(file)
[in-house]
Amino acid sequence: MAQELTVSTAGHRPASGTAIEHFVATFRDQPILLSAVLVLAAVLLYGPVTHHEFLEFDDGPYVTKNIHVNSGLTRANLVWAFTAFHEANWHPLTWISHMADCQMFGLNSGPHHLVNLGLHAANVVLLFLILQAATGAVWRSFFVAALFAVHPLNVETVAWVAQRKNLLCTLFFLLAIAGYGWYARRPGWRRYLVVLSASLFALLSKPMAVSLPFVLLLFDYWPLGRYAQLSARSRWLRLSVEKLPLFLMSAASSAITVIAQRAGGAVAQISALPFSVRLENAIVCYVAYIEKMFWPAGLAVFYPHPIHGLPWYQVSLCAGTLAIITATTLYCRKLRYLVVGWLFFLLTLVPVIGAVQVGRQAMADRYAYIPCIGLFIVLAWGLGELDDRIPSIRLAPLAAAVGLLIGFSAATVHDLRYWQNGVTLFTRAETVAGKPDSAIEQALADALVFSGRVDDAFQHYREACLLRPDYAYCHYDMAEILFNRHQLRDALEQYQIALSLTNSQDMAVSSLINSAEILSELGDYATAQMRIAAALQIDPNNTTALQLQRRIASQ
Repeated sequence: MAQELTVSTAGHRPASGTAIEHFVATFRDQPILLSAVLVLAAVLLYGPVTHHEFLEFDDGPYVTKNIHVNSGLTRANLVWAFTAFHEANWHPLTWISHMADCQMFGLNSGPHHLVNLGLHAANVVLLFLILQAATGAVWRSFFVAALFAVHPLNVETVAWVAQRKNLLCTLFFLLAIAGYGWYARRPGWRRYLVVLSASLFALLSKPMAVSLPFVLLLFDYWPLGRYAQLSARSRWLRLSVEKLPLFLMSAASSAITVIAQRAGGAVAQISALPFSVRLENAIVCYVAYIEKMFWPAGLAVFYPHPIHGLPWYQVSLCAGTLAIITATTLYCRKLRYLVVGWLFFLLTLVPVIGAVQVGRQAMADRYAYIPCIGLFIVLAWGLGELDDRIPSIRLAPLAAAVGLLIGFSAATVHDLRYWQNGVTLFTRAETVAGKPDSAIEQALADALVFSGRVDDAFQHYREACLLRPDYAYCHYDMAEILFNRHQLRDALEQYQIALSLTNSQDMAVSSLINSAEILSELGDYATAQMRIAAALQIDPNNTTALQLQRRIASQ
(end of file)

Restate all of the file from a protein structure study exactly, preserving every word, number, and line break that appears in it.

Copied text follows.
[in-house]
Amino acid sequence: MAQELTVSTAGHRPASGTAIEHFVATFRDQPILLSAVLVLAAVLLYGPVTHHEFLEFDDGPYVTKNIHVNSGLTRANLVWAFTAFHEANWHPLTWISHMADCQMFGLNSGPHHLVNLGLHAANVVLLFLILQAATGAVWRSFFVAALFAVHPLNVETVAWVAQRKNLLCTLFFLLAIAGYGWYARRPGWRRYLVVLSASLFALLSKPMAVSLPFVLLLFDYWPLGRYAQLSARSRWLRLSVEKLPLFLMSAASSAITVIAQRAGGAVAQISALPFSVRLENAIVCYVAYIEKMFWPAGLAVFYPHPIHGLPWYQVSLCAGTLAIITATTLYCRKLRYLVVGWLFFLLTLVPVIGAVQVGRQAMADRYAYIPCIGLFIVLAWGLGELDDRIPSIRLAPLAAAVGLLIGFSAATVHDLRYWQNGVTLFTRAETVAGKPDSAIEQALADALVFSGRVDDAFQHYREACLLRPDYAYCHYDMAEILFNRHQLRDALEQYQIALSLTNSQDMAVSSLINSAEILSELGDYATAQMRIAAALQIDPNNTTALQLQRRIASQ
Repeated sequence: MAQELTVSTAGHRPASGTAIEHFVATFRDQPILLSAVLVLAAVLLYGPVTHHEFLEFDDGPYVTKNIHVNSGLTRANLVWAFTAFHEANWHPLTWISHMADCQMFGLNSGPHHLVNLGLHAANVVLLFLILQAATGAVWRSFFVAALFAVHPLNVETVAWVAQRKNLLCTLFFLLAIAGYGWYARRPGWRRYLVVLSASLFALLSKPMAVSLPFVLLLFDYWPLGRYAQLSARSRWLRLSVEKLPLFLMSAASSAITVIAQRAGGAVAQISALPFSVRLENAIVCYVAYIEKMFWPAGLAVFYPHPIHGLPWYQVSLCAGTLAIITATTLYCRKLRYLVVGWLFFLLTLVPVIGAVQVGRQAMADRYAYIPCIGLFIVLAWGLGELDDRIPSIRLAPLAAAVGLLIGFSAATVHDLRYWQNGVTLFTRAETVAGKPDSAIEQALADALVFSGRVDDAFQHYREACLLRPDYAYCHYDMAEILFNRHQLRDALEQYQIALSLTNSQDMAVSSLINSAEILSELGDYATAQMRIAAALQIDPNNTTALQLQRRIASQ